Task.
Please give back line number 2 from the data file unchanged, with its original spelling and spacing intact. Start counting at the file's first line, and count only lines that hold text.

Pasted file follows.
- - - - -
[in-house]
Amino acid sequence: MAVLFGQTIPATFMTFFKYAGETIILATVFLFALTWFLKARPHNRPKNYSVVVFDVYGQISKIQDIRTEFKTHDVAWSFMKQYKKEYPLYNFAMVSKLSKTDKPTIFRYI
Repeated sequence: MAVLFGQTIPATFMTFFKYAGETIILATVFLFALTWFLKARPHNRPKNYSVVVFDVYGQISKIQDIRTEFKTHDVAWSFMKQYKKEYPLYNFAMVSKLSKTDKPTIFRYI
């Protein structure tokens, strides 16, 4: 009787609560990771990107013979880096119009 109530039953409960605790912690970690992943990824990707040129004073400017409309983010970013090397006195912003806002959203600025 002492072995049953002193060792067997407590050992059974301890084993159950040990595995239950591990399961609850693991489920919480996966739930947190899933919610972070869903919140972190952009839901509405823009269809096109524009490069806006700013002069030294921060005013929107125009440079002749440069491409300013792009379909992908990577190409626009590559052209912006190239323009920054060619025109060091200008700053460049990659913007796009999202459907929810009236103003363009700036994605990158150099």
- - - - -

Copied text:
Amino acid sequence: MAVLFGQTIPATFMTFFKYAGETIILATVFLFALTWFLKARPHNRPKNYSVVVFDVYGQISKIQDIRTEFKTHDVAWSFMKQYKKEYPLYNFAMVSKLSKTDKPTIFRYI